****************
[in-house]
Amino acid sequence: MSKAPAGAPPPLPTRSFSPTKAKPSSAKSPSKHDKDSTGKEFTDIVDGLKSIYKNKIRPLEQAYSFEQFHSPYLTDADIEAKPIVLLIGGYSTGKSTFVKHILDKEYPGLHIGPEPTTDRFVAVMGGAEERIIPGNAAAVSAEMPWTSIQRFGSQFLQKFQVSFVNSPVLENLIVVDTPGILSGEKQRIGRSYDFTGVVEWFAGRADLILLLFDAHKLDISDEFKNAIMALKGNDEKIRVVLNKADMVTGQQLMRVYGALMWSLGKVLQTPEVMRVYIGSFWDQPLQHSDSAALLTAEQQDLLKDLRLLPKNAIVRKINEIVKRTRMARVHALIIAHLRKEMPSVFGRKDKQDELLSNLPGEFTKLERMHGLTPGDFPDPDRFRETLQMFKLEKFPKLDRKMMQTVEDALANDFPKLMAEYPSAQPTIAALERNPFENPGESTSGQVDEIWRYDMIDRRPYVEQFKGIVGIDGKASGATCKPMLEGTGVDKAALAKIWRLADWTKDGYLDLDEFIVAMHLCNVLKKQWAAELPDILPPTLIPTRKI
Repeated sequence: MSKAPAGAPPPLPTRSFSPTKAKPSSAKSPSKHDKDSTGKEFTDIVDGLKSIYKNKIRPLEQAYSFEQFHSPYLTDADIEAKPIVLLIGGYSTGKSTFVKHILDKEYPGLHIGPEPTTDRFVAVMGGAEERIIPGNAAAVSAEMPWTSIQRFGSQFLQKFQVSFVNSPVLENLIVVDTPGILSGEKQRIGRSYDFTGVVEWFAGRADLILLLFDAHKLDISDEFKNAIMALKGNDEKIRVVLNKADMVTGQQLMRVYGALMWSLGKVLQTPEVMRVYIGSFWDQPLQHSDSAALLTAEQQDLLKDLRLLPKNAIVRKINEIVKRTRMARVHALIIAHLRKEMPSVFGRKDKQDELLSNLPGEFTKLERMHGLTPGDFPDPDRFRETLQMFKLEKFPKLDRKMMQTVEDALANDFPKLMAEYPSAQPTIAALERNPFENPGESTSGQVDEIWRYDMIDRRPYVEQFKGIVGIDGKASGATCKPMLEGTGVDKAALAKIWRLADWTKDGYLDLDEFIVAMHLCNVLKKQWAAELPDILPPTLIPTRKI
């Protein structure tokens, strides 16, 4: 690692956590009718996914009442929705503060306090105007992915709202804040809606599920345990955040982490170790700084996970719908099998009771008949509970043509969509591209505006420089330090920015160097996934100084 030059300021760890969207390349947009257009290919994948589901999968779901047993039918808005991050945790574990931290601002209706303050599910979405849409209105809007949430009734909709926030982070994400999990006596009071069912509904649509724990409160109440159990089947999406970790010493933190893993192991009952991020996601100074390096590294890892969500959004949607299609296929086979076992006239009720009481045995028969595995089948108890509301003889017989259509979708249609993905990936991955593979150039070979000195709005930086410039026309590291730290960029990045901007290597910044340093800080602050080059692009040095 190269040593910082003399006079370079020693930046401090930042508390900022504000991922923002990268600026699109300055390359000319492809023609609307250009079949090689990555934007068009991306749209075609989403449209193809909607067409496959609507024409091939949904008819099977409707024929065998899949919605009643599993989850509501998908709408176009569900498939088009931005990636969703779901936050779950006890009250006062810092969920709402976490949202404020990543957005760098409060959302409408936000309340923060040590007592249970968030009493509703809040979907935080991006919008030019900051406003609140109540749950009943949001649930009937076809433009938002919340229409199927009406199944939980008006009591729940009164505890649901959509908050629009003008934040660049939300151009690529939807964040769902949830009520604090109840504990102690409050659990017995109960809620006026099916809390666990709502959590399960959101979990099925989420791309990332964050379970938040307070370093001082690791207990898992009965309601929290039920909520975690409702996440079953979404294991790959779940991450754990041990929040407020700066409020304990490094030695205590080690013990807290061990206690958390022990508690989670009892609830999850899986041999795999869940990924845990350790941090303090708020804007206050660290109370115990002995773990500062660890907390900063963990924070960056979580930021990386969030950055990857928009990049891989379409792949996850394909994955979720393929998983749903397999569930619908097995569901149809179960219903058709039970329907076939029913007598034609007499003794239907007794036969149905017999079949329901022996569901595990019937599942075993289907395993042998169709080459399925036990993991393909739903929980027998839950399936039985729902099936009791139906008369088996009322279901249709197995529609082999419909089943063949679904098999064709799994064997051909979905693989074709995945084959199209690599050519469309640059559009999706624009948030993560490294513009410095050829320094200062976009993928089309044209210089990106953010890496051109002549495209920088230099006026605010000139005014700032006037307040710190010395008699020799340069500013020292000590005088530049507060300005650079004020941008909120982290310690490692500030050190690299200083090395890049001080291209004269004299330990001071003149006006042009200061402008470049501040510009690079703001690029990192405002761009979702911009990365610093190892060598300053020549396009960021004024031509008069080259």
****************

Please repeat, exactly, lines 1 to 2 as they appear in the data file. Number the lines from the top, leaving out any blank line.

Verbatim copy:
[in-house]
Amino acid sequence: MSKAPAGAPPPLPTRSFSPTKAKPSSAKSPSKHDKDSTGKEFTDIVDGLKSIYKNKIRPLEQAYSFEQFHSPYLTDADIEAKPIVLLIGGYSTGKSTFVKHILDKEYPGLHIGPEPTTDRFVAVMGGAEERIIPGNAAAVSAEMPWTSIQRFGSQFLQKFQVSFVNSPVLENLIVVDTPGILSGEKQRIGRSYDFTGVVEWFAGRADLILLLFDAHKLDISDEFKNAIMALKGNDEKIRVVLNKADMVTGQQLMRVYGALMWSLGKVLQTPEVMRVYIGSFWDQPLQHSDSAALLTAEQQDLLKDLRLLPKNAIVRKINEIVKRTRMARVHALIIAHLRKEMPSVFGRKDKQDELLSNLPGEFTKLERMHGLTPGDFPDPDRFRETLQMFKLEKFPKLDRKMMQTVEDALANDFPKLMAEYPSAQPTIAALERNPFENPGESTSGQVDEIWRYDMIDRRPYVEQFKGIVGIDGKASGATCKPMLEGTGVDKAALAKIWRLADWTKDGYLDLDEFIVAMHLCNVLKKQWAAELPDILPPTLIPTRKI